CNN reports that “emerging research suggests that a small portion of people who now live with long COVID may have shown no COVID-19 symptoms at all when they were initially infected – or their symptoms were mild or unusual.”
Estimates of the incidence of long COVID “range from about 30 to 60% of people who have recovered from acute COVID-19,” and “women and older adults appear to be more likely to have it than men and younger adults.”
Other research published in the Journal of Infectious Disease indicates that among patients with long COVID-19,
Helio reports that researchers reviewed data from 41 studies and noted that about 200 million people worldwide are dealing with the effects of long COVID-19, most commonly
Other recent research has shown that long COVID symptoms are far less likely in vaccinated people – in fact, fully vaccinated participants who had also had a breakthrough case of COVID were 54% to 68% less likely to report long COVID symptoms than were their unvaccinated counterparts.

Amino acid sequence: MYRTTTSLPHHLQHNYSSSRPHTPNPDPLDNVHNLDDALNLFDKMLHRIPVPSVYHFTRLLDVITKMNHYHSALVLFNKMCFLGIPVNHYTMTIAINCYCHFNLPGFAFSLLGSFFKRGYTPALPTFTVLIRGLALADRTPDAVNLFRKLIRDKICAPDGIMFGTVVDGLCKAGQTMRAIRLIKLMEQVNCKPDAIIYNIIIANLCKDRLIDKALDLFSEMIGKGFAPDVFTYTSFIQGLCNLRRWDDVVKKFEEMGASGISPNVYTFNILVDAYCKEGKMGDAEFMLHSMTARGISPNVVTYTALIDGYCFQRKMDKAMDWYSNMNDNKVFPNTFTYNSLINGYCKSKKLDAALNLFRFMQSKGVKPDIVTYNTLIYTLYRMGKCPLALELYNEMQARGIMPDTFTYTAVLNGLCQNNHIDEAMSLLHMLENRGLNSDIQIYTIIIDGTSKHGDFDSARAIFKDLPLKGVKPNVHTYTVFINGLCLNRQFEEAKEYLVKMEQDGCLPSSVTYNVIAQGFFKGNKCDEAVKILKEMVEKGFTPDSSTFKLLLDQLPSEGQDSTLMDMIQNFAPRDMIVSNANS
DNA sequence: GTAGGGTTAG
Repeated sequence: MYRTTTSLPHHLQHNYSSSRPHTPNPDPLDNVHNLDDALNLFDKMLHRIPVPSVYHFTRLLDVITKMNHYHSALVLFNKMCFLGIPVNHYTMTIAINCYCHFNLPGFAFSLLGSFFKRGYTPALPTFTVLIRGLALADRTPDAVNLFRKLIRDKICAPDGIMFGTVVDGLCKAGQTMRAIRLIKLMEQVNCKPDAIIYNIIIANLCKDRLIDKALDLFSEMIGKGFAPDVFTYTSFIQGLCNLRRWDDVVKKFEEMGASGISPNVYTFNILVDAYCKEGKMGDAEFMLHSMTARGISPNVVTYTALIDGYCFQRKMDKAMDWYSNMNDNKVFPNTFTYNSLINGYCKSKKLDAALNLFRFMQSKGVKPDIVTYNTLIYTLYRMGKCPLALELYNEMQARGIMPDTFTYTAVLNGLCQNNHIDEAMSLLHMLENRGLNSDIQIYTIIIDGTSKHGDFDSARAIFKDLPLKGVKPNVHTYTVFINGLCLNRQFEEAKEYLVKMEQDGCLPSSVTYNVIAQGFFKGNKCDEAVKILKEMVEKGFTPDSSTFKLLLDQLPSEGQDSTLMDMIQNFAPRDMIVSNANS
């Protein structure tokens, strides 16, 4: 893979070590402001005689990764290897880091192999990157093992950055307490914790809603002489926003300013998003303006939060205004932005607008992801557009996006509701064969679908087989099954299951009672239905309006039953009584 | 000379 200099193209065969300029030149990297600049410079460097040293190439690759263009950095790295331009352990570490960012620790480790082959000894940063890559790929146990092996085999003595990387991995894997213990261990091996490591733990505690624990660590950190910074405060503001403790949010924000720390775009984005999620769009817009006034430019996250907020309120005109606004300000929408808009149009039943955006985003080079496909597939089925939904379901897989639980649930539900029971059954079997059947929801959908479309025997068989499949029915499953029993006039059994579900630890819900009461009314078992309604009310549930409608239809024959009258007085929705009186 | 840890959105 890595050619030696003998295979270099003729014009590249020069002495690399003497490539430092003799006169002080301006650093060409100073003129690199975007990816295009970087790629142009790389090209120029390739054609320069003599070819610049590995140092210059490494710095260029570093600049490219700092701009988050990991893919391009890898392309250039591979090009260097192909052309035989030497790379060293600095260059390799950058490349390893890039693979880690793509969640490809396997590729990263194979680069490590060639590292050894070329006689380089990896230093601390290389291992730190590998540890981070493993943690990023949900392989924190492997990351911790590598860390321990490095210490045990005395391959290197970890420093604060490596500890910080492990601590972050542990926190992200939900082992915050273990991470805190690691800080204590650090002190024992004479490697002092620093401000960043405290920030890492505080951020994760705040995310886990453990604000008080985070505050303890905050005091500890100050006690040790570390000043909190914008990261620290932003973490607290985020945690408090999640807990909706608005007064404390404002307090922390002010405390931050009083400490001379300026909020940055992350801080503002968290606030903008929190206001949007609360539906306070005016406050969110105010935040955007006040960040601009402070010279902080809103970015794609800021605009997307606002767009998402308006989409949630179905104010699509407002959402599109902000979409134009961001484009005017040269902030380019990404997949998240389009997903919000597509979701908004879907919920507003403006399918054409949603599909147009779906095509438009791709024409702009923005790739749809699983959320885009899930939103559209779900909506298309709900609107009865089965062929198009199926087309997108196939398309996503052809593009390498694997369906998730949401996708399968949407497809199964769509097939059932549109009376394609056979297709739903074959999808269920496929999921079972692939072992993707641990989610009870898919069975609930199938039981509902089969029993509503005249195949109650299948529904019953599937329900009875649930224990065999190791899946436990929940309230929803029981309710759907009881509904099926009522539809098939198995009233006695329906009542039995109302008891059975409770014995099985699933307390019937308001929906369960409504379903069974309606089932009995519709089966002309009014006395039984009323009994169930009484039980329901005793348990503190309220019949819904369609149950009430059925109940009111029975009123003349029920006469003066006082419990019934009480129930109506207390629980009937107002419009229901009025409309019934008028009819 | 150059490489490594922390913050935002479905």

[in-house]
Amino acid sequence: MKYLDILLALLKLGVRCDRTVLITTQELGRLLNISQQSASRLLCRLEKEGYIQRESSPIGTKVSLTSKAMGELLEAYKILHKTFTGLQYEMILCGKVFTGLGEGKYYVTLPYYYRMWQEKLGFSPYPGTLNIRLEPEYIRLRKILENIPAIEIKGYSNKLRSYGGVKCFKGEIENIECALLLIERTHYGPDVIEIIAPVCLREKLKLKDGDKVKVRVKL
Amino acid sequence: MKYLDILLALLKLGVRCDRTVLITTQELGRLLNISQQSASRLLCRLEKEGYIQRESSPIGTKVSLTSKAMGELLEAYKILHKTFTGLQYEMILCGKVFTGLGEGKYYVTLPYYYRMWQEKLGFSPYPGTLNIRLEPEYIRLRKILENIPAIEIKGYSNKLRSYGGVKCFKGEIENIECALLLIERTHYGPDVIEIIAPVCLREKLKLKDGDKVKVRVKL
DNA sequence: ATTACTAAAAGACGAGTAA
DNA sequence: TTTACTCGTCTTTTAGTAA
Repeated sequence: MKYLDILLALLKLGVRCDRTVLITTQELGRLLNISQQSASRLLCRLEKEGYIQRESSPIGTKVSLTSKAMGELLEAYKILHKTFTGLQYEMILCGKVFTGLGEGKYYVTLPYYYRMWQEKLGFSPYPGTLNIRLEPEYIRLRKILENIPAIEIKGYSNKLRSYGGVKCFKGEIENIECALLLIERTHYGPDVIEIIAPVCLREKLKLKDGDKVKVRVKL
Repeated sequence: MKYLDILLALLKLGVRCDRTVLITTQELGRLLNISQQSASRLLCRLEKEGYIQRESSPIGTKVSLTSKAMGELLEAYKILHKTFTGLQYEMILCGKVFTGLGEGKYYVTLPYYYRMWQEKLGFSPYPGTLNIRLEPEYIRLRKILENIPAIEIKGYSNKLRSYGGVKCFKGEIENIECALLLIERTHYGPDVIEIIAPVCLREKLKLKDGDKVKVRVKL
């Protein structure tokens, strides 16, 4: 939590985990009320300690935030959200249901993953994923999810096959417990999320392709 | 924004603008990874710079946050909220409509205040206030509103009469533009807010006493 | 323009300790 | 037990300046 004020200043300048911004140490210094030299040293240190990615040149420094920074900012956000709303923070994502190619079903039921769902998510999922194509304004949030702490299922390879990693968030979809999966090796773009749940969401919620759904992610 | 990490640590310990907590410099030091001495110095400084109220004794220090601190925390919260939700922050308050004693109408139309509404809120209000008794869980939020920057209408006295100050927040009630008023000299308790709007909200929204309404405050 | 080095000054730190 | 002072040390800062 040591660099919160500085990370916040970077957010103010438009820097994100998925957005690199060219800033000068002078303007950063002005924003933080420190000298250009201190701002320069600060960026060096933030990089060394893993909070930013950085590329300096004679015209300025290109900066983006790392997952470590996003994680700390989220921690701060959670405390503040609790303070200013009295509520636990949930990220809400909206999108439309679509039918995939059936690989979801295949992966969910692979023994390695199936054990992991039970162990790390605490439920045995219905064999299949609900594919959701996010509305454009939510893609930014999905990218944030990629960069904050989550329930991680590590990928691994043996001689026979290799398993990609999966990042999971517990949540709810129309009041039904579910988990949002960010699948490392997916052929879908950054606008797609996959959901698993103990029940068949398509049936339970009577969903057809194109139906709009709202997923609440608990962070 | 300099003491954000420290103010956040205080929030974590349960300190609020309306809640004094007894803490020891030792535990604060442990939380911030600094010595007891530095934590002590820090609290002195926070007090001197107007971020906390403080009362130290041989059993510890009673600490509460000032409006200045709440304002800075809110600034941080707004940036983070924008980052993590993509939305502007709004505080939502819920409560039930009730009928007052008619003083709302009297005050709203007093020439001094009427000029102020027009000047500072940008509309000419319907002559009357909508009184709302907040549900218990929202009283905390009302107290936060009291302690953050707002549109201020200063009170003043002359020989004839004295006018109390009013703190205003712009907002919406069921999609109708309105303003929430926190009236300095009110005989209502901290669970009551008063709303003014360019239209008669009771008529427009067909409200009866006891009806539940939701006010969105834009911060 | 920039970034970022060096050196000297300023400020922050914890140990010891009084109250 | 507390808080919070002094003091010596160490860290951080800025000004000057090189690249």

American Medical Association President Gerald E. Harmon, M.D., said, “We do know that even a mild or relatively asymptomatic acute infection with COVID can eventually cause long COVID.”
But even though “physicians know more about COVID-19 now than they did two years ago in the early days of the pandemic, the medical community still doesn’t ‘have all the answers when it comes to the disease – and especially long COVID,” said Dr. Harmon.
But, as one researcher advised, “Long COVID is a terrible and debilitating disease. Any measures we can take to prevent long COVID are key to limiting more suffering in the future,” she says. “One more reason to get vaccinated.”
This blog was accurate as of the day of posting. However, as the COVID-19 pandemic rapidly evolves and the scientific community’s understanding of the novel coronavirus and the COVID vaccine develops, the information above may have changed since it was last updated. While I aim to keep all of my blogs on COVID and the COVID vaccine up to date, please visit online resources provided by the CDC, WHO, and your local public health department to stay informed on the latest news.
© Copyright WLL, INC. 2022. This blog provides a wide variety of general health information only and is not intended to be a substitute for professional medical advice, diagnosis, or treatment from your regular physician. If you are concerned about your health, take what you learn from this blog and meet with your personal doctor to discuss your concerns.